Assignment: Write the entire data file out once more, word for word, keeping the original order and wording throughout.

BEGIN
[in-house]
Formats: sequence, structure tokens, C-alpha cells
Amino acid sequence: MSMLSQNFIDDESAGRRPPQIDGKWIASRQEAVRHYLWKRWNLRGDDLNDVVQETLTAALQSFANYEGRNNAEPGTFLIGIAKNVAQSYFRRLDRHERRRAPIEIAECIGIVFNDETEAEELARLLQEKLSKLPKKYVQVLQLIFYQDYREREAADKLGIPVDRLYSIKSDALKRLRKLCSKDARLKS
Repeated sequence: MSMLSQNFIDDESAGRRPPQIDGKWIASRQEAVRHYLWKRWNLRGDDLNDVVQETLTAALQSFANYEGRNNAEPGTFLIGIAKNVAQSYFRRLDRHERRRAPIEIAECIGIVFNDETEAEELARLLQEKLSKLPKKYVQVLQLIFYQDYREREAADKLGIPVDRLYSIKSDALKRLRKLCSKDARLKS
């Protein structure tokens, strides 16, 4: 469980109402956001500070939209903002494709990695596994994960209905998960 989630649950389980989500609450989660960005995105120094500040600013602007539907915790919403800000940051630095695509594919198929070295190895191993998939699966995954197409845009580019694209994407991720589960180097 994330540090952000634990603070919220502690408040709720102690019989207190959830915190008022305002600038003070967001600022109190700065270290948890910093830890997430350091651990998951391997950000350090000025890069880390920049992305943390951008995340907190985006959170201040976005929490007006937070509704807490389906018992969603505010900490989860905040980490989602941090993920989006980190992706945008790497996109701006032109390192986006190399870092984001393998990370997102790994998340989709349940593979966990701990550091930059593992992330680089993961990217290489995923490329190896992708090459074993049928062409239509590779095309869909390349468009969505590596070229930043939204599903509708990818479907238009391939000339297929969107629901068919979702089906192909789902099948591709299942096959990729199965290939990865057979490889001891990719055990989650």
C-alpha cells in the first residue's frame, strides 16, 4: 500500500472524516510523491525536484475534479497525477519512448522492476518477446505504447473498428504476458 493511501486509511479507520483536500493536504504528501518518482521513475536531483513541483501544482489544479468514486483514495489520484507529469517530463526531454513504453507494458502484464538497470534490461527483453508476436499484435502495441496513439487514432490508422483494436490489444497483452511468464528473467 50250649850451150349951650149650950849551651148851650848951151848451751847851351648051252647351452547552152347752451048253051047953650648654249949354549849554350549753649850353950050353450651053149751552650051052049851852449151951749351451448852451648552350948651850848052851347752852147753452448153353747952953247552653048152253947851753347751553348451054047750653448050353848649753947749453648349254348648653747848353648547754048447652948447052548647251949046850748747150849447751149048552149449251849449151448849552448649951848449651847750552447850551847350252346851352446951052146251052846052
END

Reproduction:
[in-house]
Formats: sequence, structure tokens, C-alpha cells
Amino acid sequence: MSMLSQNFIDDESAGRRPPQIDGKWIASRQEAVRHYLWKRWNLRGDDLNDVVQETLTAALQSFANYEGRNNAEPGTFLIGIAKNVAQSYFRRLDRHERRRAPIEIAECIGIVFNDETEAEELARLLQEKLSKLPKKYVQVLQLIFYQDYREREAADKLGIPVDRLYSIKSDALKRLRKLCSKDARLKS
Repeated sequence: MSMLSQNFIDDESAGRRPPQIDGKWIASRQEAVRHYLWKRWNLRGDDLNDVVQETLTAALQSFANYEGRNNAEPGTFLIGIAKNVAQSYFRRLDRHERRRAPIEIAECIGIVFNDETEAEELARLLQEKLSKLPKKYVQVLQLIFYQDYREREAADKLGIPVDRLYSIKSDALKRLRKLCSKDARLKS
């Protein structure tokens, strides 16, 4: 469980109402956001500070939209903002494709990695596994994960209905998960 989630649950389980989500609450989660960005995105120094500040600013602007539907915790919403800000940051630095695509594919198929070295190895191993998939699966995954197409845009580019694209994407991720589960180097 994330540090952000634990603070919220502690408040709720102690019989207190959830915190008022305002600038003070967001600022109190700065270290948890910093830890997430350091651990998951391997950000350090000025890069880390920049992305943390951008995340907190985006959170201040976005929490007006937070509704807490389906018992969603505010900490989860905040980490989602941090993920989006980190992706945008790497996109701006032109390192986006190399870092984001393998990370997102790994998340989709349940593979966990701990550091930059593992992330680089993961990217290489995923490329190896992708090459074993049928062409239509590779095309869909390349468009969505590596070229930043939204599903509708990818479907238009391939000339297929969107629901068919979702089906192909789902099948591709299942096959990729199965290939990865057979490889001891990719055990989650």
C-alpha cells in the first residue's frame, strides 16, 4: 500500500472524516510523491525536484475534479497525477519512448522492476518477446505504447473498428504476458 493511501486509511479507520483536500493536504504528501518518482521513475536531483513541483501544482489544479468514486483514495489520484507529469517530463526531454513504453507494458502484464538497470534490461527483453508476436499484435502495441496513439487514432490508422483494436490489444497483452511468464528473467 50250649850451150349951650149650950849551651148851650848951151848451751847851351648051252647351452547552152347752451048253051047953650648654249949354549849554350549753649850353950050353450651053149751552650051052049851852449151951749351451448852451648552350948651850848052851347752852147753452448153353747952953247552653048152253947851753347751553348451054047750653448050353848649753947749453648349254348648653747848353648547754048447652948447052548647251949046850748747150849447751149048552149449251849449151448849552448649951848449651847750552447850551847350252346851352446951052146251052846052